Trump White House Requires Staffers To Sign Non-Disclosure Agreements
A new report confirms that the White House has indeed required staffers to sign non-disclosure agreements that are clearly not enforceable.
The New York Times has a new report confirming past reporting that the White House has required top staffers to sign Non-Disclosure Agreements:
As a real estate executive and reality TV star, Donald J. Trump tightly controlled his image by insisting that everyone around him sign nondisclosure agreements threatening steep monetary penalties if they revealed anything about him or his company.
So a few months into his presidency, Mr. Trump — infuriated by leaks about everything from staff rivalries to his bathrobe-wearing, TV-viewing habits — ordered Reince Priebus, then his chief of staff, to do the same thing in the West Wing.
Donald F. McGahn II, the White House counsel, had warned the president before that such a blanket policy could not be imposed on federal employees. But in order to placate an angry president who was convinced that the people around him had to be pressured into keeping his secrets, Mr. McGahn drew up a broad document barring White House officials from publicly disclosing what they heard and saw at work.
That nondisclosure agreement, presented by Mr. Priebus to the senior staff last April, did not specify any penalties — financial or otherwise — and was something that almost everyone around the president understood could not be enforced. But it was an early indication that Mr. Trump, who spent decades using pressure tactics and secrecy in his private life, wanted to do the same thing at the White House, breaking with tradition. He would push the obsession of many of his predecessors with damaging leaks to a new level.
And if the potential for punishment seemed remote to his top aides, the message from the president was clear: keep quiet.
The White House declined to provide a copy of the two- to three-page document, which was described by a senior White House official, or to say whether senior officials were required to sign such a document.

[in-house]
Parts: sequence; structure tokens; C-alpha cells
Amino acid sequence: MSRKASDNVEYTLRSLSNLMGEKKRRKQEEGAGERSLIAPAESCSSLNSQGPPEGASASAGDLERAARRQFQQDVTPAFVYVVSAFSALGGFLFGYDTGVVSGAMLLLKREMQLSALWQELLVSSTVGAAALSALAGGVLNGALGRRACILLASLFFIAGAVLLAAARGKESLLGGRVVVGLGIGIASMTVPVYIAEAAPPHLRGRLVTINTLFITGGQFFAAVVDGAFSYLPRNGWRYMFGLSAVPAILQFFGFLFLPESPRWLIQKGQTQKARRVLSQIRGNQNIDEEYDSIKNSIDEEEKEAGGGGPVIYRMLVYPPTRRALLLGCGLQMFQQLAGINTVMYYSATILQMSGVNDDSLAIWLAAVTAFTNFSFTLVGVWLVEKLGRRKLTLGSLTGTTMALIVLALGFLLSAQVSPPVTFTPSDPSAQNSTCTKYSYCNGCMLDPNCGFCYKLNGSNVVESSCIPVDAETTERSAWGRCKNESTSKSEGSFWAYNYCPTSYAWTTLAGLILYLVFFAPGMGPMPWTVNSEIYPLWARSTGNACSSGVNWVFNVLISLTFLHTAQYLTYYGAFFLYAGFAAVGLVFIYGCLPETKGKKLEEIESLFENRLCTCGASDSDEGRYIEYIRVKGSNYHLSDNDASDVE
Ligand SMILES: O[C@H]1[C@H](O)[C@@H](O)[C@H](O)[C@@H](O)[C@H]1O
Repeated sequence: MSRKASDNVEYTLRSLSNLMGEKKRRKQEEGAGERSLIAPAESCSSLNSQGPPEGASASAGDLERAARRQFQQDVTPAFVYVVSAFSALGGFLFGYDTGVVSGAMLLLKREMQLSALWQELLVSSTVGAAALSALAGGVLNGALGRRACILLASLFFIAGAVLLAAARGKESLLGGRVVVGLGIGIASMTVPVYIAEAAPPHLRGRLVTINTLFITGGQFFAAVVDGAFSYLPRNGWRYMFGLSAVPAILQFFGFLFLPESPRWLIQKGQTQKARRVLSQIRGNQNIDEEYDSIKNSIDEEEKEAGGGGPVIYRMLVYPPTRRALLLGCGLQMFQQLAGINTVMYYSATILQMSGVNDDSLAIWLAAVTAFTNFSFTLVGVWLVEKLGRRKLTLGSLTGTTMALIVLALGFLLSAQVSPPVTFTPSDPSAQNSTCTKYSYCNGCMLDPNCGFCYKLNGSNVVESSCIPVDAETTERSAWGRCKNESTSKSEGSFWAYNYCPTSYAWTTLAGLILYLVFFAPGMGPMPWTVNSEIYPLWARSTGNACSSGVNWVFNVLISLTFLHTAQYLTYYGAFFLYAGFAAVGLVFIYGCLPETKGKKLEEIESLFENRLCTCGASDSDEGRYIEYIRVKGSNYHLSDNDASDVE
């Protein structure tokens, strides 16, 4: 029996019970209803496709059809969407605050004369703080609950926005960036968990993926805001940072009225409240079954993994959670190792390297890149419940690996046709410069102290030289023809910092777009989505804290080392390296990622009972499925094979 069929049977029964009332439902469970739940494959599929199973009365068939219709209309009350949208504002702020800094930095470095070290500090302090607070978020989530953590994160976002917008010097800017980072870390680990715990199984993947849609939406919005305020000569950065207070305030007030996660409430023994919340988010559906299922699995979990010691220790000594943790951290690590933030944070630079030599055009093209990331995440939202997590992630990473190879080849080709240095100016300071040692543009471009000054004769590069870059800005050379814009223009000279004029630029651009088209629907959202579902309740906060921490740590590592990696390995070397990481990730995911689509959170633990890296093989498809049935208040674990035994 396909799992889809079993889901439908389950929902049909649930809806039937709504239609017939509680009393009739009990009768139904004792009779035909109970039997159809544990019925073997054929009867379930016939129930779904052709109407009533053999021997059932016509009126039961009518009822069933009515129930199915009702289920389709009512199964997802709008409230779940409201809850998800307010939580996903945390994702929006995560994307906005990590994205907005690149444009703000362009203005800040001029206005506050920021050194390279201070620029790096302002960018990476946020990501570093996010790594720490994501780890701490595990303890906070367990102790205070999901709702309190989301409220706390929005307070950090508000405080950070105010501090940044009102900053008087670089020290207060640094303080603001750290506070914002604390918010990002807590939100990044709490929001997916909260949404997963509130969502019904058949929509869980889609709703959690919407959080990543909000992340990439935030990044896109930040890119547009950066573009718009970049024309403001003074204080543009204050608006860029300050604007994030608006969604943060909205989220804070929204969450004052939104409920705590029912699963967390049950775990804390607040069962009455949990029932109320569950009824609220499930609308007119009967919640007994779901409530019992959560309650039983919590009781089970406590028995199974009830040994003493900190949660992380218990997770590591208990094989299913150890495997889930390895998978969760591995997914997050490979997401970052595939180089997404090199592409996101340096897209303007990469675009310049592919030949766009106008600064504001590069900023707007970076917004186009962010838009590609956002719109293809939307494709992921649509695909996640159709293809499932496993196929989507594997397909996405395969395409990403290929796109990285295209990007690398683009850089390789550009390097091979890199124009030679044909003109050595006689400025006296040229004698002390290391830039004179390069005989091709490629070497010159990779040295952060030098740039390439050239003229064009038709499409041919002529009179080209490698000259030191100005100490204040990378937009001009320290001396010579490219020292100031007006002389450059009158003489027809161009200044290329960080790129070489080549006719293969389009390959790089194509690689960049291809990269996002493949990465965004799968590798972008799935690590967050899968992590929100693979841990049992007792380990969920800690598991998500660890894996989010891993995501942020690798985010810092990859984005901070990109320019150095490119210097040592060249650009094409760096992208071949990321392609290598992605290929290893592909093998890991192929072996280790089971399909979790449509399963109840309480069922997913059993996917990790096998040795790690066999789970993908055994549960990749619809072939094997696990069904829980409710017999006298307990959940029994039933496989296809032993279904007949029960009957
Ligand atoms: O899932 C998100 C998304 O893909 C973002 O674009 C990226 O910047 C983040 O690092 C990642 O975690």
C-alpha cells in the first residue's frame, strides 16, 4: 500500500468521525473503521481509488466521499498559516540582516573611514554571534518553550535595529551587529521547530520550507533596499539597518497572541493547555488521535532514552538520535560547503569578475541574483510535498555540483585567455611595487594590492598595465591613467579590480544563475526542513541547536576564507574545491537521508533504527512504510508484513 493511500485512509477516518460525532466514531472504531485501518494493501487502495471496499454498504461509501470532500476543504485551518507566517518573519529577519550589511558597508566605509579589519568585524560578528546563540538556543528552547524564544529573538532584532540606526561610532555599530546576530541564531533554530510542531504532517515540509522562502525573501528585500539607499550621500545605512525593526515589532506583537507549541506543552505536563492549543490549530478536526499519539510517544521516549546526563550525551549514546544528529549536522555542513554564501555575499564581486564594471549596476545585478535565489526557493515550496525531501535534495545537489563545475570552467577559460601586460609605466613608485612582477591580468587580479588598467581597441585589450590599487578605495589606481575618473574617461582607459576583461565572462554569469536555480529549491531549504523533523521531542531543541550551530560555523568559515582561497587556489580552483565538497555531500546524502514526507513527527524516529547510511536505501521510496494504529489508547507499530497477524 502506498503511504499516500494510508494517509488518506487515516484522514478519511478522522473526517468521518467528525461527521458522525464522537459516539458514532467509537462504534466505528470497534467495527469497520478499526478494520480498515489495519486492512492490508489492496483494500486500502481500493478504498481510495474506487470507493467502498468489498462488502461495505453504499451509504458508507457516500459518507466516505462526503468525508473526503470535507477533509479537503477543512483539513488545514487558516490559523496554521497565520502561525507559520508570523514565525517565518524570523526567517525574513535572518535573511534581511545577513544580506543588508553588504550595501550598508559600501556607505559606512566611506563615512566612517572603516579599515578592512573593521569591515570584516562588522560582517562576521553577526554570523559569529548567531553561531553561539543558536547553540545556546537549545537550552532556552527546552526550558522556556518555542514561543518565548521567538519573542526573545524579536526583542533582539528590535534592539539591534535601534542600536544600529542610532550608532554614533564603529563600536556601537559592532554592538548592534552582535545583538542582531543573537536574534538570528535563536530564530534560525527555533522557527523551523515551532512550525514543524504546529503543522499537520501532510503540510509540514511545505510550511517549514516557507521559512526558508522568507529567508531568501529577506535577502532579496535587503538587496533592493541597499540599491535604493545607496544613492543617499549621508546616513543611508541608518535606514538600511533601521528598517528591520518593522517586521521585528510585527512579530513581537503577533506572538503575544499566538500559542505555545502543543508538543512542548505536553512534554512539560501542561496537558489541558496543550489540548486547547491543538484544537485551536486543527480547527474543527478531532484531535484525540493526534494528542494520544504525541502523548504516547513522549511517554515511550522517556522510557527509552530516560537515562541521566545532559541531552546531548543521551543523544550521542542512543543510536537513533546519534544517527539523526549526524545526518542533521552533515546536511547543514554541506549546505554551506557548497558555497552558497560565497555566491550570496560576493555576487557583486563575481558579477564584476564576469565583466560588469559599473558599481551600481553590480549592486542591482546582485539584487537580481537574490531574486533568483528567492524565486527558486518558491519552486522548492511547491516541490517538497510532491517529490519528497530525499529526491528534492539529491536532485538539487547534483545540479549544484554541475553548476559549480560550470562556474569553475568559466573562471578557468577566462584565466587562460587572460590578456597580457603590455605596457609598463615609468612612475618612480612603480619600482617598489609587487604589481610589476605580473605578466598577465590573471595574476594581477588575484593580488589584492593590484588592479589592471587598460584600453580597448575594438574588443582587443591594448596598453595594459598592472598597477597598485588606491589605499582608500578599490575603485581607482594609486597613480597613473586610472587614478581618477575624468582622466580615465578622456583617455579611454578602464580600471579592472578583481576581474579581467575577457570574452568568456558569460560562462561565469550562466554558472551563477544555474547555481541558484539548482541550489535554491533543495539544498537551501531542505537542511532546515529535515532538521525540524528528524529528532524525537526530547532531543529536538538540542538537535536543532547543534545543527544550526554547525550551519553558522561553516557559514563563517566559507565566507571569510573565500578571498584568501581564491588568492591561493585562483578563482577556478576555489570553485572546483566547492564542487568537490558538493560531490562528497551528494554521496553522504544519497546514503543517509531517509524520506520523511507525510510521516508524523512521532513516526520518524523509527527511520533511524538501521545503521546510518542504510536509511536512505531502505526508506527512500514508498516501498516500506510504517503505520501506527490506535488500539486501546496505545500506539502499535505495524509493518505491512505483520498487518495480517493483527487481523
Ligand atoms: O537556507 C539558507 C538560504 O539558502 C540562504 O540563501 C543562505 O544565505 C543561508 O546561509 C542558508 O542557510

But former White House lawyers and government ethics experts said the agreement raised serious legal questions and reflected Mr. Trump’s refusal to submit to the norms of public disclosure or respect the basic right of free speech.
“You can’t blanket wipe out speech, and you have to show there’s a compelling government purpose for doing so,” said Norm Eisen, the top ethics lawyer in former President Barack Obama’s White House Counsel’s Office.
“If they have taken even baby steps — much less what appear to be giant strides — into the area of muzzling the normal, permitted recollections about the nonclassified and nonconfidential aspects of White House service, then that’s going to trigger the First Amendment protection,” he said.
It is routine for White House officials to be required to sign confidentiality documents acknowledging that they may not publicly disclose classified information to people who do not have the proper clearance.
Beyond classified information, however, several senior officials who worked for Mr. Obama said they were never asked to sign a broader confidentiality agreement during their time in the White House.
Mr. Trump’s demand that his aides sign a confidentiality agreement was first reported this week by The Washington Post, but White House officials who have signed one disputed part of that report, which said an early draft of the nondisclosure agreement would have subjected staff members to fines of $10 million for each time they violated it.
Two officials said in interviews that a document with similar terms had been circulated during the transition between Mr. Trump’s election and his inauguration, but it was widely ridiculed by aides as a misguided tactic by the president-elect’s personal lawyers, and was never used.
Nondisclosure agreements had been a preoccupation of Mr. Trump during his presidential campaign, and after the election the president-elect had asked for agreements fashioned after the ones he used at the Trump Organization, his real estate company, for everyone coming into the Trump White House.
Among the supporters of the move were his daughter, Ivanka, and Jason Greenblatt, his longtime lawyer who would join the White House staff as the president’s chief international negotiator.
When Mr. McGahn told Mr. Trump it would be difficult to bind federal employees to such an agreement, Mr. Trump pushed back, believing that its existence could act as a deterrent to would-be leakers, a person with direct knowledge of the discussions said.
Still, Mr. Priebus and Mr. McGahn repeatedly delayed responding to Mr. Trump’s request. By April, amid a rash of embarrassing leaks, they could hold him off no longer.
One former official said that he recalled being told that the document was merely meant to reassure the president. The official said that no one in the White House thought they were signing away their First Amendment rights.